Saturday, January 20, 2007

Distribution of Intelligence and Demographics

There is an interesting debate going on right now in the blogosphere over the writings of Charles Murray (famous for writing "The Bell Curve"). It is mentioned in "Confessions of a Community College Dean" (LINK) and in "Uncertain Principles" (Link).

Charles Murray claims the intellectual highground of the objective academic reporting the numerical results and deducing the rational consequences. By design or by mis-chance his writings come across as "stealth racism" and the intuitive hackles of many academics have been raised.

Murray has more recently been writings essays for the New York Times:

Murray Link 1
Murray Link 2
Murray Link 3

There is summary of Murray's position by Eric Johnson in the comments for the post in Uncertain Principles that to my eyes seems a rather dispassionate distillation:

"There is such a thing as absolute, objective, quantifiable intelligence (whether what we call IQ measures it or not, and whether it can even be described by a scalar period)

That intelligence is a relatively fixed quantity in any individual

That the distribution of intelligence is described by a normal distribution curve.

That the current political/cultural climate mandates an egalitarian approach to education that ill-serves all but the 40% or so around the middle of the curve.

That those on the lower end of the intelligence spectrum would be better served by an educational system that was less disparaging of 'practical' (i.e. 'vocational') learning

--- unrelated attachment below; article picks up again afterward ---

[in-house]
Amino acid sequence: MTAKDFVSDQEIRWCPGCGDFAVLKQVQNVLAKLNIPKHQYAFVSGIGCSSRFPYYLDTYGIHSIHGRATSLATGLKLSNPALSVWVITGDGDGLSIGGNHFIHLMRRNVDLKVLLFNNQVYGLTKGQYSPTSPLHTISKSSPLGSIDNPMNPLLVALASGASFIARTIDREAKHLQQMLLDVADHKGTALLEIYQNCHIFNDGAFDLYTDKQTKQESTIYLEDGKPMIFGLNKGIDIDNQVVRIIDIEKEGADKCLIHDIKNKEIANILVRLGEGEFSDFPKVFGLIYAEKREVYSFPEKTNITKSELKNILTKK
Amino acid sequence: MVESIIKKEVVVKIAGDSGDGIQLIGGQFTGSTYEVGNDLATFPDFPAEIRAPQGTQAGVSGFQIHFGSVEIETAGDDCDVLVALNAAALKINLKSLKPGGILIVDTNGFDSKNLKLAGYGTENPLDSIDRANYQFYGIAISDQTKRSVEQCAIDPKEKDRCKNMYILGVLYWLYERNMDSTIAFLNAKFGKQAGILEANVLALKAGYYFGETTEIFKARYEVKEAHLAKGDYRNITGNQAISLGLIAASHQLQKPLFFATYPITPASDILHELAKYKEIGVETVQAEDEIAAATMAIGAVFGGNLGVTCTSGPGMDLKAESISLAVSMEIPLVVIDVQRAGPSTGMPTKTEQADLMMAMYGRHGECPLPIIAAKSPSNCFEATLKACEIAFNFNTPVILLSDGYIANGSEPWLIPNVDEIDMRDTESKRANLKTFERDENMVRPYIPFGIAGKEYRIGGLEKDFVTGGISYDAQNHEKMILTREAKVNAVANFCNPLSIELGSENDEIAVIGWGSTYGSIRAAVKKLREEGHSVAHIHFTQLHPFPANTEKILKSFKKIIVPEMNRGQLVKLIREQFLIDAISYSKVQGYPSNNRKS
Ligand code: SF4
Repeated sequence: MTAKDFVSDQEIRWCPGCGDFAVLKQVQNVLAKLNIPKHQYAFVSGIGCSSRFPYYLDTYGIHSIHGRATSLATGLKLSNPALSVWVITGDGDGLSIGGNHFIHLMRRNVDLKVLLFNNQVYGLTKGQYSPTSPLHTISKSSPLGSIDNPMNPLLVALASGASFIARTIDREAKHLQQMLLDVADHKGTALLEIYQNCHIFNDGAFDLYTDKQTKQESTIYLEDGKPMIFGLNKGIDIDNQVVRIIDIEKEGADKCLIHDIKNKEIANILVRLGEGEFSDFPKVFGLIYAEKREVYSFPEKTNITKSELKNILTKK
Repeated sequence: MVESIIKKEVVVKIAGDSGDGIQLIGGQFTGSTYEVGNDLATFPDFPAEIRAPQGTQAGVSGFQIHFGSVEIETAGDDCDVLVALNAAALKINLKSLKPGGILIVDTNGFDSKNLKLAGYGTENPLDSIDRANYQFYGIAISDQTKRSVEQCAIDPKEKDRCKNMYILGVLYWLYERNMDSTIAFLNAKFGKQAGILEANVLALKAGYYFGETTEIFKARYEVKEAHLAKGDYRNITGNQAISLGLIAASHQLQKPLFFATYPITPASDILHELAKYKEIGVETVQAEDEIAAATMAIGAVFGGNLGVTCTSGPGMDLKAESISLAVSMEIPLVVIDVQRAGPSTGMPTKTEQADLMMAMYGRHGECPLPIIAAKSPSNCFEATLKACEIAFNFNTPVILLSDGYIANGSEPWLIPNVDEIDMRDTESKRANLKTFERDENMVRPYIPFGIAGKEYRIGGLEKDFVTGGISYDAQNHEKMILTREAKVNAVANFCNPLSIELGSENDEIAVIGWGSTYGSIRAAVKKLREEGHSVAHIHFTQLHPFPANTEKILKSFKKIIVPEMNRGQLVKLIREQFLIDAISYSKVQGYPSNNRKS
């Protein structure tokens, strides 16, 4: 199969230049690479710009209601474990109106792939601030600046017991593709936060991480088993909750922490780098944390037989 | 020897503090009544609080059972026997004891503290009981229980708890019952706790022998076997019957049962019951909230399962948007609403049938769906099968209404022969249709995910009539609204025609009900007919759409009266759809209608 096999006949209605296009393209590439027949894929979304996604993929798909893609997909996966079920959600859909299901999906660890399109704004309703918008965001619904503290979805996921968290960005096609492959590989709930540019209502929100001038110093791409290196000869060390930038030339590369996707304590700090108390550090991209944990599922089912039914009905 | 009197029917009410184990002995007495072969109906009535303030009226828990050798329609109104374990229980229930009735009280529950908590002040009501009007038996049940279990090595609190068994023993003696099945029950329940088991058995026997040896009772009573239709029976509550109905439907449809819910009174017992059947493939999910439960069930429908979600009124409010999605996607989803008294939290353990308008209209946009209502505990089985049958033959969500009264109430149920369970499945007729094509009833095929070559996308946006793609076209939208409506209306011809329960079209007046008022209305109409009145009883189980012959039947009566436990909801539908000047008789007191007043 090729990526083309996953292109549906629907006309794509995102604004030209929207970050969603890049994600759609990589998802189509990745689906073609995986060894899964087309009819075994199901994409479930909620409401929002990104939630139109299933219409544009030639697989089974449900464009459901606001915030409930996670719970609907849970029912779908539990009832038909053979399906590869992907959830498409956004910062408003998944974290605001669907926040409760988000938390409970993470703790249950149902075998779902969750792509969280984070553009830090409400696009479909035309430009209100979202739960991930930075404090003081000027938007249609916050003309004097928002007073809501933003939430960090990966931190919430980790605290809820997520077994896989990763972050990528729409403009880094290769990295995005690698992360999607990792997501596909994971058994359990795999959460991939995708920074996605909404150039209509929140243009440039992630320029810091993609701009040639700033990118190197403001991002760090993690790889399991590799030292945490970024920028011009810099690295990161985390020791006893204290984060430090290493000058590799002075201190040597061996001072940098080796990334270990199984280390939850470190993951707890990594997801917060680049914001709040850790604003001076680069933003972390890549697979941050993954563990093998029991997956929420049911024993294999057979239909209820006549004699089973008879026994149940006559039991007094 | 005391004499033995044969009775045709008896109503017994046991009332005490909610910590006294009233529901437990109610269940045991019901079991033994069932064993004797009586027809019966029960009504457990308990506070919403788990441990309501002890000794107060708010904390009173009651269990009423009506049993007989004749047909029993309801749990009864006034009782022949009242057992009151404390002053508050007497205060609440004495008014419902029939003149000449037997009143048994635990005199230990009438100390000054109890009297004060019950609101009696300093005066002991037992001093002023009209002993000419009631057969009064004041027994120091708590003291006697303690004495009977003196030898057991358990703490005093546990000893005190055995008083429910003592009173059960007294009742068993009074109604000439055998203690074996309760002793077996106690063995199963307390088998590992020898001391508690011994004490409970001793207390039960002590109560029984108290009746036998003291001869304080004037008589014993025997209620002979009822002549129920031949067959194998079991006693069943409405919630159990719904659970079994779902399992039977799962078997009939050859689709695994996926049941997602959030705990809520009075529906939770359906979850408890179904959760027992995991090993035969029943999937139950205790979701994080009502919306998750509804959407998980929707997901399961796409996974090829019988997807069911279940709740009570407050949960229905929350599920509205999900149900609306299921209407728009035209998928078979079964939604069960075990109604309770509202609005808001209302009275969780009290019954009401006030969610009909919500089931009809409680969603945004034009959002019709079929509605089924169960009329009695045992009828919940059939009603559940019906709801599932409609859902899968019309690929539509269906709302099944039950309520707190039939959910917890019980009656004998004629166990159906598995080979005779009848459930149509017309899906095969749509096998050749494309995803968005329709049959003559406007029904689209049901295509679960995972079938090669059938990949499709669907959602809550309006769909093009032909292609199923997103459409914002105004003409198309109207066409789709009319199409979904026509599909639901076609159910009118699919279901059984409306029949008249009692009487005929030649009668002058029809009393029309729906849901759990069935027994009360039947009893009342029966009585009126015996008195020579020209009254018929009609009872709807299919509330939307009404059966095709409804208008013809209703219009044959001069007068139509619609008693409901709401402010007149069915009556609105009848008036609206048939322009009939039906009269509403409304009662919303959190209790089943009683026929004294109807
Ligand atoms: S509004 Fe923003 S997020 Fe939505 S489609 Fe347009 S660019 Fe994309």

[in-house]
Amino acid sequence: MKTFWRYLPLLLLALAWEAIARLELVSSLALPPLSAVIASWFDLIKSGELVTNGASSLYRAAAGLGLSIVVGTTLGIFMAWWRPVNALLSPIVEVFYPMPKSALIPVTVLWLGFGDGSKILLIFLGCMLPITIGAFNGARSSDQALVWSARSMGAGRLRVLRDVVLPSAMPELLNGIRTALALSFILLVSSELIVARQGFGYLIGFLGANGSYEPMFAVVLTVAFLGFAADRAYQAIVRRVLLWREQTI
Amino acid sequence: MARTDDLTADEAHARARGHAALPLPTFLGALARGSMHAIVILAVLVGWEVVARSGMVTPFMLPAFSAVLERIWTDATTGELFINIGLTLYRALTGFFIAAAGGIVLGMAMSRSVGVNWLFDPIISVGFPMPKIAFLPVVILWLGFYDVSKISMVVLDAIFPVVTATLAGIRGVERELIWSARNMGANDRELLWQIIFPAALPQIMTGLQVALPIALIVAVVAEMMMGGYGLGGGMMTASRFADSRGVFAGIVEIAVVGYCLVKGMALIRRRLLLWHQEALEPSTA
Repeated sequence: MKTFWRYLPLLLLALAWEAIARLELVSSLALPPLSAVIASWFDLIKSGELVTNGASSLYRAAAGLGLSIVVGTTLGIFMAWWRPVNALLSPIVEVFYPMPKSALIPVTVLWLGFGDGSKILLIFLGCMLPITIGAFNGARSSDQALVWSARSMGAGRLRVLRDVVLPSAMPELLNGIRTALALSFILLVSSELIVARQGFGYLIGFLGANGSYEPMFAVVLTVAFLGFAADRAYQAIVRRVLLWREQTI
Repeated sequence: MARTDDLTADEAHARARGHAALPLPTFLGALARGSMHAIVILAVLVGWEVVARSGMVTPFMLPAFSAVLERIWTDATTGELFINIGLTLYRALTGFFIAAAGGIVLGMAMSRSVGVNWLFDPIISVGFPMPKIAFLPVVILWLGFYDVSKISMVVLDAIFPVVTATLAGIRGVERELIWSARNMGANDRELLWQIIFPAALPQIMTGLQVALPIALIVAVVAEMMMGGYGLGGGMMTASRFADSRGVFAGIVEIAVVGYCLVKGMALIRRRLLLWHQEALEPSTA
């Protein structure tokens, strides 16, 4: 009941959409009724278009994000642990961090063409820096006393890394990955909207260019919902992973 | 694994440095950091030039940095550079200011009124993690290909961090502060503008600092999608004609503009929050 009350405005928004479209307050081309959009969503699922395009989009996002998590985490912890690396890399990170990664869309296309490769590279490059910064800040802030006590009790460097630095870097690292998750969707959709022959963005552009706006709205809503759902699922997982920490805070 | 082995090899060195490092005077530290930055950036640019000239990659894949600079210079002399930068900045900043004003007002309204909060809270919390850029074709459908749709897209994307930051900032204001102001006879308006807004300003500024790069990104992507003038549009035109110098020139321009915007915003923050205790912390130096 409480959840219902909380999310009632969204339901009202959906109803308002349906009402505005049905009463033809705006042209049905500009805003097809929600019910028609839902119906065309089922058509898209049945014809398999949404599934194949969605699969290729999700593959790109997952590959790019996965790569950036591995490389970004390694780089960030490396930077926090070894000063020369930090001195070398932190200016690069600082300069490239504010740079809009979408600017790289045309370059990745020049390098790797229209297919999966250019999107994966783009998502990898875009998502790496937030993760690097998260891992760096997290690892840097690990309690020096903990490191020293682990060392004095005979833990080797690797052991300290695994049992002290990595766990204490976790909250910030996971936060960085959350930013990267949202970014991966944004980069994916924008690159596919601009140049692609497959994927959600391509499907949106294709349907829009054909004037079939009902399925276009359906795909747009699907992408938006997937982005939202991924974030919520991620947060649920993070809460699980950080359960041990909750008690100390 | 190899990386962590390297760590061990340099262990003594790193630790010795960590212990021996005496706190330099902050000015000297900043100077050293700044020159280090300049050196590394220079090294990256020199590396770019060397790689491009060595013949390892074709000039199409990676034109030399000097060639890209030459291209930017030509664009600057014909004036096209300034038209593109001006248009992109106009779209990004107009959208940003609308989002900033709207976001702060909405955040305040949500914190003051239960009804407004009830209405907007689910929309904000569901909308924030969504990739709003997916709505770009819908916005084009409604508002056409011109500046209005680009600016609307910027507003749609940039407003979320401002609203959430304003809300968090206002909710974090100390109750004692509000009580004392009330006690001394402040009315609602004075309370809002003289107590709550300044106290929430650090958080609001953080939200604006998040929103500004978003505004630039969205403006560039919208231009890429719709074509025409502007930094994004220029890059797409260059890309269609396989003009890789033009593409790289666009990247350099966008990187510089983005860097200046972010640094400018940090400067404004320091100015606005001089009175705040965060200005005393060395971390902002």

That the economic, cultural, and intellectual 'health' is in the hands of the relative few in the rightmost tail of the curve and that we should be doing more to ensure the vitality of this population in particular

That an egalitarian approach to choosing what to teach is detrimental. This seems to be a stab at the so-called multi-cultural, morally relativist, academic left's (straw-man) view that diversity is strength"

This is all a long set-up for my comment. The financial and political reality of the modern University is that in order to pay the bills all universities must enroll far more students than they expect to graduate. To my eyes the ratio of students capable of graduation to students that have been mis-lead into hoping to get a university diploma is about 1 : 1. This academic cannon fodder has the important role of keeping the numbers up in the University so that the students capable of graduation do not bear the financial burden alone. Until the system changes (and the only change that would address this issue would be the creation of an intellectual elitist University system where the education was free but the student would have to matriculate in) we have to realize that an important part of our jobs will continue to be:

a) accepting the intellectual tension of having a student body with a wide spectrum of intellectual abilities.
b) accepting the responsibility of respecting the weaker student but faithfully and gently failing them.
c) realizing that the time spent with a student that is failing and may drop your course is not "wasted" or "lost" but showing respect for the money they spent for their education and hoping that some knowledge will remain so that the general population will understand what we do.

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For a while it was all about research and then it was all about teaching and now it's all about trying to find a balance while teaching at a small liberal arts and science university.